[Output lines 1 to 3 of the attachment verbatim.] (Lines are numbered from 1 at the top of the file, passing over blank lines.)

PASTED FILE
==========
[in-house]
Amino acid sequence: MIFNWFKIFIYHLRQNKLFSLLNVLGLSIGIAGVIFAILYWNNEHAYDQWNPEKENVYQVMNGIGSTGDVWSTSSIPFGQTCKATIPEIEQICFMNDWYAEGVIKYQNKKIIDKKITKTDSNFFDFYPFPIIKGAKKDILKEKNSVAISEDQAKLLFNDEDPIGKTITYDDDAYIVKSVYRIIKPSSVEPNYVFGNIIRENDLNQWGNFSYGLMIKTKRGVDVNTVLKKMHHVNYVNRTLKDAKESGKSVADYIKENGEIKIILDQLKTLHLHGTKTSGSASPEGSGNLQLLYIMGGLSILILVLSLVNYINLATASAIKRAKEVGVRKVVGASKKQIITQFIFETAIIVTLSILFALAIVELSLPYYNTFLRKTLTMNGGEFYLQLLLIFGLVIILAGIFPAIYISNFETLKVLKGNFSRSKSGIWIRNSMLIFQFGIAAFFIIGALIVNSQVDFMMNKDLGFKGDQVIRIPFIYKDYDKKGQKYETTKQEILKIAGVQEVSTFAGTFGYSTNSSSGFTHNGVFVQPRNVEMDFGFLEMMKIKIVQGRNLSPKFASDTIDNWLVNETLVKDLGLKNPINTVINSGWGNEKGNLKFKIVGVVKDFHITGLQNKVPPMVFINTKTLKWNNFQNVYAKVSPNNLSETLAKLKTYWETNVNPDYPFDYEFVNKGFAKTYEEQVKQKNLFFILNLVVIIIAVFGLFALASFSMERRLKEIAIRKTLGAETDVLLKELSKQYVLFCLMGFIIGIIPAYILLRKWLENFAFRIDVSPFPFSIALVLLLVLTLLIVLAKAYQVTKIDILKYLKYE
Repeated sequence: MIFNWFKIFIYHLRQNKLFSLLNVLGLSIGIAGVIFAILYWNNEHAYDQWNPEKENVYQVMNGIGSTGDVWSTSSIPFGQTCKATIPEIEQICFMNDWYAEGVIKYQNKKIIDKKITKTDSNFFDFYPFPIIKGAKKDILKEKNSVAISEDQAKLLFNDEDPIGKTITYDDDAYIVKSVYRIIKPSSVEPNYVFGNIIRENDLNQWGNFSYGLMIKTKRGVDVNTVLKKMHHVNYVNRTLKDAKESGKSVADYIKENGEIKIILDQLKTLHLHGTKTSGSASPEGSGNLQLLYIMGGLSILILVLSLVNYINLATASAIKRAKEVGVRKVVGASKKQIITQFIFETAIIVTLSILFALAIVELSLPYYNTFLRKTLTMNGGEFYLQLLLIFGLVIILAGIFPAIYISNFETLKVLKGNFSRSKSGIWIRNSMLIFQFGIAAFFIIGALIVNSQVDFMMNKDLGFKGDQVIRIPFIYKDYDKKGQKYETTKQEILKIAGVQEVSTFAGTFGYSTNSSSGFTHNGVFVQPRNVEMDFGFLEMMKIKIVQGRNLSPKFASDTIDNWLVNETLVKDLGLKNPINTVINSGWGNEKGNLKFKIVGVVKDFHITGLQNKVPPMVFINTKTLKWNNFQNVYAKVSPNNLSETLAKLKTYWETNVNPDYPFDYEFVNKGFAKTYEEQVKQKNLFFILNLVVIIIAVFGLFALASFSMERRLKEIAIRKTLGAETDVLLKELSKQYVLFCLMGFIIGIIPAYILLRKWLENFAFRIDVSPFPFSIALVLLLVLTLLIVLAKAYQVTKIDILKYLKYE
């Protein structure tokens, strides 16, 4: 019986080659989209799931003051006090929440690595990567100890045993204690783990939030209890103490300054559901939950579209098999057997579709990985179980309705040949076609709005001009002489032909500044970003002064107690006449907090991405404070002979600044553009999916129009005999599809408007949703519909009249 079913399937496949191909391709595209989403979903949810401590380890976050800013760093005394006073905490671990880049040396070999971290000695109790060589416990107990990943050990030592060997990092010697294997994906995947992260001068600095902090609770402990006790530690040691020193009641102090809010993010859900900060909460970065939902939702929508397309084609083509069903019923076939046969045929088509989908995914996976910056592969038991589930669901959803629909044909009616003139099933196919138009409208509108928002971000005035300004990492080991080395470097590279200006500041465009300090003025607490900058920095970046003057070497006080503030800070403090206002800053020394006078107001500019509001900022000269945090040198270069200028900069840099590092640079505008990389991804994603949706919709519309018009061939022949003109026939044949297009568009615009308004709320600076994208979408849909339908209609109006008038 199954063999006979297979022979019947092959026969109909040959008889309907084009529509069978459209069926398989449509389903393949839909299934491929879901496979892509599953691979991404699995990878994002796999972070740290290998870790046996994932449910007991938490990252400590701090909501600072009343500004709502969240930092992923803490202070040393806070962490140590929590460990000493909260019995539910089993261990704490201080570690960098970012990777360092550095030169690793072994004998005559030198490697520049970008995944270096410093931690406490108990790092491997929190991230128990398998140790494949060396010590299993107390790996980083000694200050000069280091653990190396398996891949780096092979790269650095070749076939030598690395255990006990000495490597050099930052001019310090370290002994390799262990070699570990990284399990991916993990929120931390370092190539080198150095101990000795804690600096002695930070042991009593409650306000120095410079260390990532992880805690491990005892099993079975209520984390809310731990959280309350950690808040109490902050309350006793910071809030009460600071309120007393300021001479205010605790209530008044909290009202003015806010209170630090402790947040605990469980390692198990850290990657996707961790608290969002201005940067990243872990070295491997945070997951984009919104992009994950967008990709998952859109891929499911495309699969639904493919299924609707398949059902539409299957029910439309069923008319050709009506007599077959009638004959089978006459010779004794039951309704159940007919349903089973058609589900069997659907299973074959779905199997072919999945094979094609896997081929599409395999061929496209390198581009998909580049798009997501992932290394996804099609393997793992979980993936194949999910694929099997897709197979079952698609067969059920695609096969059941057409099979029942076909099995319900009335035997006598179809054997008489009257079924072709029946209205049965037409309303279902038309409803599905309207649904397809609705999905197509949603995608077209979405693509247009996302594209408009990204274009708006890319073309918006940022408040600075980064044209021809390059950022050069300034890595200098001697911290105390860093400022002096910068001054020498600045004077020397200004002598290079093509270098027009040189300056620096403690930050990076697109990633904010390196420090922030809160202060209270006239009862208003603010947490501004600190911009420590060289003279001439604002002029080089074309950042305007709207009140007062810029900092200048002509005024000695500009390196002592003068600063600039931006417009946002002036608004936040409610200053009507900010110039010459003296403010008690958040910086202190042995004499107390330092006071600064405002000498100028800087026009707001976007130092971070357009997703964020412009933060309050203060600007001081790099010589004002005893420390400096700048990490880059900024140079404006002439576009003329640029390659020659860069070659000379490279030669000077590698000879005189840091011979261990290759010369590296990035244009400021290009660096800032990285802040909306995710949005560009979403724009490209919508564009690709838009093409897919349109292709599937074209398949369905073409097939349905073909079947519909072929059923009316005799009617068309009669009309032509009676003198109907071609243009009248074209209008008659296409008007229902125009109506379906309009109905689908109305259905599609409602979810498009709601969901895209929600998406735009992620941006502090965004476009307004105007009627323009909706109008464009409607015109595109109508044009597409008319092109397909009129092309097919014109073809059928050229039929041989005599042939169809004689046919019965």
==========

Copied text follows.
[in-house]
Amino acid sequence: MIFNWFKIFIYHLRQNKLFSLLNVLGLSIGIAGVIFAILYWNNEHAYDQWNPEKENVYQVMNGIGSTGDVWSTSSIPFGQTCKATIPEIEQICFMNDWYAEGVIKYQNKKIIDKKITKTDSNFFDFYPFPIIKGAKKDILKEKNSVAISEDQAKLLFNDEDPIGKTITYDDDAYIVKSVYRIIKPSSVEPNYVFGNIIRENDLNQWGNFSYGLMIKTKRGVDVNTVLKKMHHVNYVNRTLKDAKESGKSVADYIKENGEIKIILDQLKTLHLHGTKTSGSASPEGSGNLQLLYIMGGLSILILVLSLVNYINLATASAIKRAKEVGVRKVVGASKKQIITQFIFETAIIVTLSILFALAIVELSLPYYNTFLRKTLTMNGGEFYLQLLLIFGLVIILAGIFPAIYISNFETLKVLKGNFSRSKSGIWIRNSMLIFQFGIAAFFIIGALIVNSQVDFMMNKDLGFKGDQVIRIPFIYKDYDKKGQKYETTKQEILKIAGVQEVSTFAGTFGYSTNSSSGFTHNGVFVQPRNVEMDFGFLEMMKIKIVQGRNLSPKFASDTIDNWLVNETLVKDLGLKNPINTVINSGWGNEKGNLKFKIVGVVKDFHITGLQNKVPPMVFINTKTLKWNNFQNVYAKVSPNNLSETLAKLKTYWETNVNPDYPFDYEFVNKGFAKTYEEQVKQKNLFFILNLVVIIIAVFGLFALASFSMERRLKEIAIRKTLGAETDVLLKELSKQYVLFCLMGFIIGIIPAYILLRKWLENFAFRIDVSPFPFSIALVLLLVLTLLIVLAKAYQVTKIDILKYLKYE
Repeated sequence: MIFNWFKIFIYHLRQNKLFSLLNVLGLSIGIAGVIFAILYWNNEHAYDQWNPEKENVYQVMNGIGSTGDVWSTSSIPFGQTCKATIPEIEQICFMNDWYAEGVIKYQNKKIIDKKITKTDSNFFDFYPFPIIKGAKKDILKEKNSVAISEDQAKLLFNDEDPIGKTITYDDDAYIVKSVYRIIKPSSVEPNYVFGNIIRENDLNQWGNFSYGLMIKTKRGVDVNTVLKKMHHVNYVNRTLKDAKESGKSVADYIKENGEIKIILDQLKTLHLHGTKTSGSASPEGSGNLQLLYIMGGLSILILVLSLVNYINLATASAIKRAKEVGVRKVVGASKKQIITQFIFETAIIVTLSILFALAIVELSLPYYNTFLRKTLTMNGGEFYLQLLLIFGLVIILAGIFPAIYISNFETLKVLKGNFSRSKSGIWIRNSMLIFQFGIAAFFIIGALIVNSQVDFMMNKDLGFKGDQVIRIPFIYKDYDKKGQKYETTKQEILKIAGVQEVSTFAGTFGYSTNSSSGFTHNGVFVQPRNVEMDFGFLEMMKIKIVQGRNLSPKFASDTIDNWLVNETLVKDLGLKNPINTVINSGWGNEKGNLKFKIVGVVKDFHITGLQNKVPPMVFINTKTLKWNNFQNVYAKVSPNNLSETLAKLKTYWETNVNPDYPFDYEFVNKGFAKTYEEQVKQKNLFFILNLVVIIIAVFGLFALASFSMERRLKEIAIRKTLGAETDVLLKELSKQYVLFCLMGFIIGIIPAYILLRKWLENFAFRIDVSPFPFSIALVLLLVLTLLIVLAKAYQVTKIDILKYLKYE